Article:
Also I don't think you can compare Chinese sprawl with American sprawl. The population density is still very high. I really don't see the problem with a little bit lower population density. People need a decent place to live.

I think an more important solution to pollution is reducing dependency on coal. Also a, lot of factories outside Beijing need to clean up as well.

Last edited by Camlon; 02-04-2014 at 05:47 PM..
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Old 02-04-2014, 05:48 PM
 
Location: Melbourne, Australia
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Even in 2006 I remember the traffic in Beijing was insane, some of the worst traffic jams I've ever seen and it seemed almost 24/7 sometimes. I hope they don't go down the same route as America etc, but America would need to show an example. Problem is, American cities are more car-dependent with poorer public transport.

Obviously switching to more green energy, although it will be costly, it will be necessary in the long term.
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Old 02-05-2014, 06:21 AM
 
10,847 posts, read 11,289,596 times
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Quote:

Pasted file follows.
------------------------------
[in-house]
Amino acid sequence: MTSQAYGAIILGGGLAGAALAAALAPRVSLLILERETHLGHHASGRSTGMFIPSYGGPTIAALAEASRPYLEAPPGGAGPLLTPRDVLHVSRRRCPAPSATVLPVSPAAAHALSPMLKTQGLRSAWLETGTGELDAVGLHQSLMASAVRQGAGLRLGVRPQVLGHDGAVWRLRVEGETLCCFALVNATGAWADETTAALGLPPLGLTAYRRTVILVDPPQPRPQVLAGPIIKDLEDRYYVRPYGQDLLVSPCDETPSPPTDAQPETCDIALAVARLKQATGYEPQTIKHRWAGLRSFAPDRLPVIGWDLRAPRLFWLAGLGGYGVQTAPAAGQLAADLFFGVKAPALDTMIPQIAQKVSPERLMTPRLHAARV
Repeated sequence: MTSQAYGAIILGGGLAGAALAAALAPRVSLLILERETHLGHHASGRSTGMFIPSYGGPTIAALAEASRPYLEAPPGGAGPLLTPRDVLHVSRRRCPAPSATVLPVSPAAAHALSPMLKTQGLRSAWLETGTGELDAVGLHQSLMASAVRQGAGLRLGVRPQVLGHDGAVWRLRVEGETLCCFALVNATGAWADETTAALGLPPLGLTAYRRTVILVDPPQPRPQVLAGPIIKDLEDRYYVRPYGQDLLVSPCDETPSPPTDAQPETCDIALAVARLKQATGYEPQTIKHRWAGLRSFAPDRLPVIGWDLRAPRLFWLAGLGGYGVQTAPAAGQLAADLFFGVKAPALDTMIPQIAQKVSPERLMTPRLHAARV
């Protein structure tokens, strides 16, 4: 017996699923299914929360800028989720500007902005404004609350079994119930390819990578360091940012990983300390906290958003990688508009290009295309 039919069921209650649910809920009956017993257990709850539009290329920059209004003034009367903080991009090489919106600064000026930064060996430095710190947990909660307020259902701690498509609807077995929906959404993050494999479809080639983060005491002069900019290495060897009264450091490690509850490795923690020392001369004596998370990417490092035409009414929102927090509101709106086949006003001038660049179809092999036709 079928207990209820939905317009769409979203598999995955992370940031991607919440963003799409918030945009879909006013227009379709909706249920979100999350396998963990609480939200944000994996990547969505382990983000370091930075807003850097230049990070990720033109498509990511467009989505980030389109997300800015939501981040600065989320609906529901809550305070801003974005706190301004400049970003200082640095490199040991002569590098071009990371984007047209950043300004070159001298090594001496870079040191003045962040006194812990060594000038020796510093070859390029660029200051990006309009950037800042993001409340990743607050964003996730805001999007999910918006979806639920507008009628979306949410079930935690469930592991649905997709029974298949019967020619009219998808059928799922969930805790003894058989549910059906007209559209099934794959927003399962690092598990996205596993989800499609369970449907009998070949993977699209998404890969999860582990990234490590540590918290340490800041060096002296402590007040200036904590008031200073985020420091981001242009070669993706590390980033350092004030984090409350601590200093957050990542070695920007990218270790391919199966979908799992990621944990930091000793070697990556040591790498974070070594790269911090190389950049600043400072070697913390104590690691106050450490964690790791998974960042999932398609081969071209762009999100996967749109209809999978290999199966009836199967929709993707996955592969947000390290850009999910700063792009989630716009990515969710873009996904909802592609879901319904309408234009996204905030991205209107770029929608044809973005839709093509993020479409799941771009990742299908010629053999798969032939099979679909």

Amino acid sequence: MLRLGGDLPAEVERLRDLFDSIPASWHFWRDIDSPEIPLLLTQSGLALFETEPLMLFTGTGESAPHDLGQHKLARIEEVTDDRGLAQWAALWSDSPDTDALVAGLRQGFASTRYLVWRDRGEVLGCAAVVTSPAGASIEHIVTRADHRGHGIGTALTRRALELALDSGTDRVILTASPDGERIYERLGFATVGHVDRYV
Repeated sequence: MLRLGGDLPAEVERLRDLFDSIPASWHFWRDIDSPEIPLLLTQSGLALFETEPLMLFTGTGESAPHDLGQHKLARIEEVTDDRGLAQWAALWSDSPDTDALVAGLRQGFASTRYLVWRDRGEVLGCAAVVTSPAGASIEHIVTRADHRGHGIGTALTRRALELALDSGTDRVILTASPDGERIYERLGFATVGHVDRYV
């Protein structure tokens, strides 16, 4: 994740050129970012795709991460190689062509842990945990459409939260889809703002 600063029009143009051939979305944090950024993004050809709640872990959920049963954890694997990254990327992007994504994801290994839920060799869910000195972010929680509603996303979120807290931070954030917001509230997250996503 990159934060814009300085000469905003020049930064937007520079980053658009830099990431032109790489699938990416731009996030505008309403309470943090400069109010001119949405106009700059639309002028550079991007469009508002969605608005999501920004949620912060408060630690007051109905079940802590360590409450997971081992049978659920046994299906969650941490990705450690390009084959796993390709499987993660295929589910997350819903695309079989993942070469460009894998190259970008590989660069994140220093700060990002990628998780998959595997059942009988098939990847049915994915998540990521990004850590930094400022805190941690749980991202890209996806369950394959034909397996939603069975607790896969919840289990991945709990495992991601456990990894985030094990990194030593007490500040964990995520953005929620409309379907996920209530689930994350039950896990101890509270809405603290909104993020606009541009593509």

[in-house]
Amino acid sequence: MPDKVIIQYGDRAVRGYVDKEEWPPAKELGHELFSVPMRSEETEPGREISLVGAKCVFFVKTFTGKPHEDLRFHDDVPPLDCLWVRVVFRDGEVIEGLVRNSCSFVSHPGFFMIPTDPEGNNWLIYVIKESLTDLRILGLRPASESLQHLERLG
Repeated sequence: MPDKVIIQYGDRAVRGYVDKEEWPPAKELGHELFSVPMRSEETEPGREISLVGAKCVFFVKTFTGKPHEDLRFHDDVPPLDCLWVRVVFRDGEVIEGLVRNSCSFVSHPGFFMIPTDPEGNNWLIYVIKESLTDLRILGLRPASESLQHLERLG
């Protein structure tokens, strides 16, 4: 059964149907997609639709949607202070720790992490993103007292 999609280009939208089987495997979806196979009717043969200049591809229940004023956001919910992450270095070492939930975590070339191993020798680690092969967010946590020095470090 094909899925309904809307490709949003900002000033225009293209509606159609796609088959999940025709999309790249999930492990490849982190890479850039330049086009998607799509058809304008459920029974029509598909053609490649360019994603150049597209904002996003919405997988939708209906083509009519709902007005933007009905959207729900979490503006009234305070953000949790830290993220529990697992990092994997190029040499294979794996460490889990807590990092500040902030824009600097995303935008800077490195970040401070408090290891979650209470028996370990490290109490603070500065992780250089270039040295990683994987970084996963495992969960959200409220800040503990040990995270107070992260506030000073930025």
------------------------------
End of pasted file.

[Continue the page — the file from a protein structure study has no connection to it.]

Originally Posted by Camlon View Post
What makes you think European lifestyle is carless? Most Europeans have cars. Beijing has 5 million cars, if it were similar to an France, Germany it would have had 12 million cars. Having a car is practical, not all places (even in Beijing) is connected to a subway. You might need to take the bus, then take the subway and then take the bus again using one and a half hour. Instead you could have driven for 30 minutes. Also what about the times you want to bring heavy stuff somewhere. You can replace that with taxis, but its more practical with a car.

Also I don't think you can compare Chinese sprawl with American sprawl. The population density is still very high. I really don't see the problem with a little bit lower population density. People need a decent place to live.